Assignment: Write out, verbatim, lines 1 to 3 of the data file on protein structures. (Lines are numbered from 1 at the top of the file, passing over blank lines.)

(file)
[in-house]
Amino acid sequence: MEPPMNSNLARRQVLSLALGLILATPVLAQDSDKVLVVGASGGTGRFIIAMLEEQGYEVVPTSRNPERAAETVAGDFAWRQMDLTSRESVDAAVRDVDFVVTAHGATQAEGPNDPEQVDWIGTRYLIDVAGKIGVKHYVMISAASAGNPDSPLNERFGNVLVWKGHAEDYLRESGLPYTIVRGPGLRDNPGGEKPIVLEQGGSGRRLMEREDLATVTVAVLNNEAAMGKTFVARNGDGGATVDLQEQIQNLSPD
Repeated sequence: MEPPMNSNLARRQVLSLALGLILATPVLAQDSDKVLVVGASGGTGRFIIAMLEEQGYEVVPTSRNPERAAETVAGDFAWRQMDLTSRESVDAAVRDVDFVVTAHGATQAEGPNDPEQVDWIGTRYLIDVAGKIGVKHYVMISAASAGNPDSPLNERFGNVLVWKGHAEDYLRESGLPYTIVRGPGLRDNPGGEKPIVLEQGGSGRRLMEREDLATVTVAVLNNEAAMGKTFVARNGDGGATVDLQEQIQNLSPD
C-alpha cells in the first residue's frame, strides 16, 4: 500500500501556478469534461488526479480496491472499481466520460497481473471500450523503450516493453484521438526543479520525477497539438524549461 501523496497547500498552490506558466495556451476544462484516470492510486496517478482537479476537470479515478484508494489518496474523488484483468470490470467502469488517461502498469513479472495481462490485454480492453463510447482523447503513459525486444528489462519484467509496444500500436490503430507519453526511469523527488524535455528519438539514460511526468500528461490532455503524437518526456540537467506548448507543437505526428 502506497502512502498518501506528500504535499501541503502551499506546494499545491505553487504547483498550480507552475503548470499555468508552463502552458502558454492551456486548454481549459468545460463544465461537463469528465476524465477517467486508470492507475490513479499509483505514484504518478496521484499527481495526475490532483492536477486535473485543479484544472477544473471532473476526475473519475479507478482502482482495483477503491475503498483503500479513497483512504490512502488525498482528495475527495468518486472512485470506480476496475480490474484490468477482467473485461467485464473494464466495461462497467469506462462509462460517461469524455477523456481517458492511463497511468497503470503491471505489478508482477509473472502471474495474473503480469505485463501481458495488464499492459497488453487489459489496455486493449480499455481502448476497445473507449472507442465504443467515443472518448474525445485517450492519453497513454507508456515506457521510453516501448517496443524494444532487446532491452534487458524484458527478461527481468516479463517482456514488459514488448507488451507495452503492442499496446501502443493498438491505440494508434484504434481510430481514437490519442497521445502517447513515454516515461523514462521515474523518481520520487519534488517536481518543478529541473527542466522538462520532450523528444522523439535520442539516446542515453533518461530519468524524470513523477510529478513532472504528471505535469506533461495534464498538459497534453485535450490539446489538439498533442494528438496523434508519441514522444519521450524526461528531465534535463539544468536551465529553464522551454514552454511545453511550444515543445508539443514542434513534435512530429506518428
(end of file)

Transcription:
[in-house]
Amino acid sequence: MEPPMNSNLARRQVLSLALGLILATPVLAQDSDKVLVVGASGGTGRFIIAMLEEQGYEVVPTSRNPERAAETVAGDFAWRQMDLTSRESVDAAVRDVDFVVTAHGATQAEGPNDPEQVDWIGTRYLIDVAGKIGVKHYVMISAASAGNPDSPLNERFGNVLVWKGHAEDYLRESGLPYTIVRGPGLRDNPGGEKPIVLEQGGSGRRLMEREDLATVTVAVLNNEAAMGKTFVARNGDGGATVDLQEQIQNLSPD
Repeated sequence: MEPPMNSNLARRQVLSLALGLILATPVLAQDSDKVLVVGASGGTGRFIIAMLEEQGYEVVPTSRNPERAAETVAGDFAWRQMDLTSRESVDAAVRDVDFVVTAHGATQAEGPNDPEQVDWIGTRYLIDVAGKIGVKHYVMISAASAGNPDSPLNERFGNVLVWKGHAEDYLRESGLPYTIVRGPGLRDNPGGEKPIVLEQGGSGRRLMEREDLATVTVAVLNNEAAMGKTFVARNGDGGATVDLQEQIQNLSPD